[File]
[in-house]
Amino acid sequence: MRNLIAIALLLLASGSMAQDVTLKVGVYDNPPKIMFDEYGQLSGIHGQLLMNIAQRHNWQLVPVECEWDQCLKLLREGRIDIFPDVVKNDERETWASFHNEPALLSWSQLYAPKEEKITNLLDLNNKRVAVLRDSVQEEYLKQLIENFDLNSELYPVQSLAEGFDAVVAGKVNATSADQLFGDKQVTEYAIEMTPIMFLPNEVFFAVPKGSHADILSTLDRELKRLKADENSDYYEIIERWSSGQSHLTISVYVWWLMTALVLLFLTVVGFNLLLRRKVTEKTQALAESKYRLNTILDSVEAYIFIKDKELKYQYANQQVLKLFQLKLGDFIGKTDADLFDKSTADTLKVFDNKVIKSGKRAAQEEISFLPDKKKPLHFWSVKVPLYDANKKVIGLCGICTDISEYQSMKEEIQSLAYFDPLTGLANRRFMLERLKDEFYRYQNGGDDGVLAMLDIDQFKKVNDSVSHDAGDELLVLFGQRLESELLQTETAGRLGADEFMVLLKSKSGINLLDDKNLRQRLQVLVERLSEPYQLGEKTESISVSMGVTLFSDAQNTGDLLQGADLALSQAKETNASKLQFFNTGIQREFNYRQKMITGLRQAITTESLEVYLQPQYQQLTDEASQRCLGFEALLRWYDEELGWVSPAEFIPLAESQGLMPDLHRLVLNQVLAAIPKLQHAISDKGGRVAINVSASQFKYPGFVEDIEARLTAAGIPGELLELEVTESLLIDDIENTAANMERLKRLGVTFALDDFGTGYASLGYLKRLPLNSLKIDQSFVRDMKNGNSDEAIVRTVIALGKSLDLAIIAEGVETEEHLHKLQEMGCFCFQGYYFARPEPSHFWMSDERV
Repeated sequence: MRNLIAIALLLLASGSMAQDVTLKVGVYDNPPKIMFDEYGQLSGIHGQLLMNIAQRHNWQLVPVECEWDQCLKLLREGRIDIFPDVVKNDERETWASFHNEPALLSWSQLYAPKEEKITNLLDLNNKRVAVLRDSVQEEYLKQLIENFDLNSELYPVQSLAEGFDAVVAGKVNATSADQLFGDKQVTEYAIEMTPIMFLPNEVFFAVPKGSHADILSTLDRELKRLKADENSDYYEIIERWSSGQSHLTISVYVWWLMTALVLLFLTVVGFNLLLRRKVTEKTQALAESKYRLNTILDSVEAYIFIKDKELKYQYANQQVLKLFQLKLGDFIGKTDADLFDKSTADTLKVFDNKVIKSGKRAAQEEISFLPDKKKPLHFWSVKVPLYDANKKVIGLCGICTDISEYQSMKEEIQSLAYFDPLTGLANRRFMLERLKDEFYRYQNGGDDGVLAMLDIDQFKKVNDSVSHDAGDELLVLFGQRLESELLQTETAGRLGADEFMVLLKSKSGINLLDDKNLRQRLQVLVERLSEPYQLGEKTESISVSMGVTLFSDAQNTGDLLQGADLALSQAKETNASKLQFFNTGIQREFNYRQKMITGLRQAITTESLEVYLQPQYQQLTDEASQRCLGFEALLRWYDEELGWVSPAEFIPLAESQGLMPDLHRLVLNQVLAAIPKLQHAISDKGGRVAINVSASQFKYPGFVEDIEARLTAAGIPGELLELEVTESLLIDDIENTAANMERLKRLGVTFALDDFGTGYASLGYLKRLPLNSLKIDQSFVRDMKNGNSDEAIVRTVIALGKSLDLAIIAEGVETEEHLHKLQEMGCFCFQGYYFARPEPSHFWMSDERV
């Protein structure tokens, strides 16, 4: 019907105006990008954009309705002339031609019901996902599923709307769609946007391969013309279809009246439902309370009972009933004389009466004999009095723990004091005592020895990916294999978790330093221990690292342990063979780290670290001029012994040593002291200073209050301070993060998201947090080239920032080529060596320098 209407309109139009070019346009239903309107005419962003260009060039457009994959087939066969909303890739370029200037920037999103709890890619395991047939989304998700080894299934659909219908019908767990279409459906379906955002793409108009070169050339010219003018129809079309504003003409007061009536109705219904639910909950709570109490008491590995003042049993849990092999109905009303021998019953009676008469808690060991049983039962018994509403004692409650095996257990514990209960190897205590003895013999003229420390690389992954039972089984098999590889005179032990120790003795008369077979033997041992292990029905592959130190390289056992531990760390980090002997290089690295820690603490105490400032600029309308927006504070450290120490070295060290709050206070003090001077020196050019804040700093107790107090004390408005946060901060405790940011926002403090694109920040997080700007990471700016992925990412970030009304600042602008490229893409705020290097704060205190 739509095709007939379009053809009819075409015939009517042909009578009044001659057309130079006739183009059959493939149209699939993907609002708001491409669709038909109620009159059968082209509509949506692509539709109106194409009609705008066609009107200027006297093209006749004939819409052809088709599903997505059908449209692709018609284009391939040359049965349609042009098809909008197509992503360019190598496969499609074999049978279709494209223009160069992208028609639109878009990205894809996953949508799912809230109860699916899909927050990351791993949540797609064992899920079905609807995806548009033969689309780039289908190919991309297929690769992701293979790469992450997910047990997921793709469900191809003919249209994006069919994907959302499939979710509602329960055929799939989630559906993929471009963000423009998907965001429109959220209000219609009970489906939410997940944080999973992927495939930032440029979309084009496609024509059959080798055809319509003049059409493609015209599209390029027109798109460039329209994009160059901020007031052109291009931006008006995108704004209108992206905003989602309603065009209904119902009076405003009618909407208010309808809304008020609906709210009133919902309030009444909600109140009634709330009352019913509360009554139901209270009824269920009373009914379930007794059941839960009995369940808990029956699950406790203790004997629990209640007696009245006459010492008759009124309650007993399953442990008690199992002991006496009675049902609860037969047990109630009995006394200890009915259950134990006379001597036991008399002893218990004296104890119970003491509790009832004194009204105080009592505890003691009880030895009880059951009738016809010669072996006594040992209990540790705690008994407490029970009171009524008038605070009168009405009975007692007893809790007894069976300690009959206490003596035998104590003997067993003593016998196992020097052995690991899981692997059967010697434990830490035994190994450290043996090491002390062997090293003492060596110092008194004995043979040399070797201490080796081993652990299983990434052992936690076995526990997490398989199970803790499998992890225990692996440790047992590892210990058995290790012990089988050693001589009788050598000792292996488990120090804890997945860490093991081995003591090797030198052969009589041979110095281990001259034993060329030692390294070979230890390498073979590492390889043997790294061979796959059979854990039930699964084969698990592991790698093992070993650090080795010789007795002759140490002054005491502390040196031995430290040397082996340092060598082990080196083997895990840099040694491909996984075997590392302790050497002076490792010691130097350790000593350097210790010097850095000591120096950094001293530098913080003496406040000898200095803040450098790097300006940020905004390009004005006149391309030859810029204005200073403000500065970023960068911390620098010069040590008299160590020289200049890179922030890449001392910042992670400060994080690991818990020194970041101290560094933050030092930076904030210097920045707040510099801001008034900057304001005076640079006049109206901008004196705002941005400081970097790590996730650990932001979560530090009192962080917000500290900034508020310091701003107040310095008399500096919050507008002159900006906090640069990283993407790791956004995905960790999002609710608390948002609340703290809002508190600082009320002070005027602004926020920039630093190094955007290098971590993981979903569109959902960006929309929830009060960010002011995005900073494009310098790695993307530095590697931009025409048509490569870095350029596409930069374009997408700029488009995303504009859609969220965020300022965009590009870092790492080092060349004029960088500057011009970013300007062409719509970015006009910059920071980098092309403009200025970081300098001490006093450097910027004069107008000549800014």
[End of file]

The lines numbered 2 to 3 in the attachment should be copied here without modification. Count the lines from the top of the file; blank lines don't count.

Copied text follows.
Amino acid sequence: MRNLIAIALLLLASGSMAQDVTLKVGVYDNPPKIMFDEYGQLSGIHGQLLMNIAQRHNWQLVPVECEWDQCLKLLREGRIDIFPDVVKNDERETWASFHNEPALLSWSQLYAPKEEKITNLLDLNNKRVAVLRDSVQEEYLKQLIENFDLNSELYPVQSLAEGFDAVVAGKVNATSADQLFGDKQVTEYAIEMTPIMFLPNEVFFAVPKGSHADILSTLDRELKRLKADENSDYYEIIERWSSGQSHLTISVYVWWLMTALVLLFLTVVGFNLLLRRKVTEKTQALAESKYRLNTILDSVEAYIFIKDKELKYQYANQQVLKLFQLKLGDFIGKTDADLFDKSTADTLKVFDNKVIKSGKRAAQEEISFLPDKKKPLHFWSVKVPLYDANKKVIGLCGICTDISEYQSMKEEIQSLAYFDPLTGLANRRFMLERLKDEFYRYQNGGDDGVLAMLDIDQFKKVNDSVSHDAGDELLVLFGQRLESELLQTETAGRLGADEFMVLLKSKSGINLLDDKNLRQRLQVLVERLSEPYQLGEKTESISVSMGVTLFSDAQNTGDLLQGADLALSQAKETNASKLQFFNTGIQREFNYRQKMITGLRQAITTESLEVYLQPQYQQLTDEASQRCLGFEALLRWYDEELGWVSPAEFIPLAESQGLMPDLHRLVLNQVLAAIPKLQHAISDKGGRVAINVSASQFKYPGFVEDIEARLTAAGIPGELLELEVTESLLIDDIENTAANMERLKRLGVTFALDDFGTGYASLGYLKRLPLNSLKIDQSFVRDMKNGNSDEAIVRTVIALGKSLDLAIIAEGVETEEHLHKLQEMGCFCFQGYYFARPEPSHFWMSDERV
Repeated sequence: MRNLIAIALLLLASGSMAQDVTLKVGVYDNPPKIMFDEYGQLSGIHGQLLMNIAQRHNWQLVPVECEWDQCLKLLREGRIDIFPDVVKNDERETWASFHNEPALLSWSQLYAPKEEKITNLLDLNNKRVAVLRDSVQEEYLKQLIENFDLNSELYPVQSLAEGFDAVVAGKVNATSADQLFGDKQVTEYAIEMTPIMFLPNEVFFAVPKGSHADILSTLDRELKRLKADENSDYYEIIERWSSGQSHLTISVYVWWLMTALVLLFLTVVGFNLLLRRKVTEKTQALAESKYRLNTILDSVEAYIFIKDKELKYQYANQQVLKLFQLKLGDFIGKTDADLFDKSTADTLKVFDNKVIKSGKRAAQEEISFLPDKKKPLHFWSVKVPLYDANKKVIGLCGICTDISEYQSMKEEIQSLAYFDPLTGLANRRFMLERLKDEFYRYQNGGDDGVLAMLDIDQFKKVNDSVSHDAGDELLVLFGQRLESELLQTETAGRLGADEFMVLLKSKSGINLLDDKNLRQRLQVLVERLSEPYQLGEKTESISVSMGVTLFSDAQNTGDLLQGADLALSQAKETNASKLQFFNTGIQREFNYRQKMITGLRQAITTESLEVYLQPQYQQLTDEASQRCLGFEALLRWYDEELGWVSPAEFIPLAESQGLMPDLHRLVLNQVLAAIPKLQHAISDKGGRVAINVSASQFKYPGFVEDIEARLTAAGIPGELLELEVTESLLIDDIENTAANMERLKRLGVTFALDDFGTGYASLGYLKRLPLNSLKIDQSFVRDMKNGNSDEAIVRTVIALGKSLDLAIIAEGVETEEHLHKLQEMGCFCFQGYYFARPEPSHFWMSDERV